I think it was 2005 when I first saw Amadou & Mariam play live. At the local summer festival in Brussels, the tent was pretty much empty when they walked on stage. An hour later, toward the end of their set, it was packed with people having to squeeze hard to find themselves a decent spot. At the time, a friend who was familiar with their early work (I wasn’t) said he didn’t like what Manu Chao, the producer of their international break-through album Dimanche à Bamako, had done with their sound. I, on the other hand, remember it playing all year long afterwards. Remind me to ask him again what he makes of their new album, Folila, which comes out in March and has contributions by Bertrand Cantat on “Oh Amadou”, Nick Zinner and Santigold on “Dougou Badia” (both songs are on the EP that was released today), Theophilus London, TV On The Radio, Idrissa Soumaoro and Bassekou Kouyate.
I had told many half-truths before, but those little lies were cute compared to this, the first time I told a big lie.
The Jacob Zuma years were especially damaging for re-introducing South Africans to political leaders who did not fear shame.
Today marks ten years since Aimé Césaire’s death. What would he have thought about the state of the former French colonies today?
Engaging seriously with Winnie Madikizela-Mandela’s life could help us understand how South Africa got where it is and where it’s going.
The Sauti za Busara festival in Zanzibar aims to show that music is much more than a collection of tunes.
The murder of Abu Asvat has clouded Winnie Mandela’s legacy. Their deep friendship symbolized what could have been in the struggle for freedom.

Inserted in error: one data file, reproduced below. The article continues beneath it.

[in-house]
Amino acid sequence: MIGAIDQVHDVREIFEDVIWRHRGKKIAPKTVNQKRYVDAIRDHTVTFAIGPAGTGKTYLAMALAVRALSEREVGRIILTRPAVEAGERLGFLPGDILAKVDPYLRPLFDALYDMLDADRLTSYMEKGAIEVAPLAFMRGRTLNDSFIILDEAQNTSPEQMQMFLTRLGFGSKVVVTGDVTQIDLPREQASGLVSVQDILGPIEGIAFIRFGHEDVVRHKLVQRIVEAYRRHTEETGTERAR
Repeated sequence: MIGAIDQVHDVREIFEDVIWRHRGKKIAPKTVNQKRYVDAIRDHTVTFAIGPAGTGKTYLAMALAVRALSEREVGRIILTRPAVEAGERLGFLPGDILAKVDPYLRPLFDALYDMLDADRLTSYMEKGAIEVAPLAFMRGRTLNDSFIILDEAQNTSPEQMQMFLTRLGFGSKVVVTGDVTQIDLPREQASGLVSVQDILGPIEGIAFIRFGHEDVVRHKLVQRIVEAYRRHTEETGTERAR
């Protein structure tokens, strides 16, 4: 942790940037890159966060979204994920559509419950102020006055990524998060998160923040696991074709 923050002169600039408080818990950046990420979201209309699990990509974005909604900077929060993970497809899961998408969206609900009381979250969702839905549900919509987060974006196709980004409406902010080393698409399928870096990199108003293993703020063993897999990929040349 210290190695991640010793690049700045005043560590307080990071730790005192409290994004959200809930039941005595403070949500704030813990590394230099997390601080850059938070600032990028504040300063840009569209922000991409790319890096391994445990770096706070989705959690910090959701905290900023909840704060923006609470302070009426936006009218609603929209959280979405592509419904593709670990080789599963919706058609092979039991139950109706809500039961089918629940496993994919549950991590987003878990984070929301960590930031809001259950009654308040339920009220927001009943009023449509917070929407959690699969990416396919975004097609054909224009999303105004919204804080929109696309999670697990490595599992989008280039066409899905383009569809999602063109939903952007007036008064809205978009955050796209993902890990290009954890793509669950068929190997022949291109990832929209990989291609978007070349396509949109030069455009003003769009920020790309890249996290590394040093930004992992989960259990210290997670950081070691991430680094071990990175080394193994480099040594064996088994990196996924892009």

Striving to be both European and black requires some specific forms of double consciousness — Paul Gilroy in The Black Atlantic.
What use are academic categories when they reinforce conservative concepts scholars seek to challenge?
Does Julius Malema’s EFF in South Africa do better by its local party machinery–especially its women officials–than the ANC
Uber’s usual tricks — to provoke price wars in an attempt to increase their share of markets, evade taxes, and undermine workers’ rights — are alive and well in Africa.
How black women shaped black nationalist and internationalist movements in the twentieth century US.
Land reform dominates public debate in South Africa. But it comes with a lack of data and a clear policy.
It is key that peacemaking in the CAR prioritize inclusion of minorities, especially Muslim and Peuhl Central Africans.
New York’s Caribbean Cultural Center and African Diaspora Institute seeks to “document and present the creative genius of African Diaspora cultures.”
When rain falls on a leopard, it does not wash off his spots. The same can’t be said of Kenya’s media and the opposition after Uhuru Kenyatta’s crackdown.
Social media group-think derails any chance for a progressive political movement.
30 years ago, free speech advocates were more willing to tolerate far-right voices than oppose them. It’s now happening again.
Is the US military on its way to Ghana to set up base? What do Ghanaians think.
Living in the city that hosted the 1884 conference where Western powers divided up Africa for themselves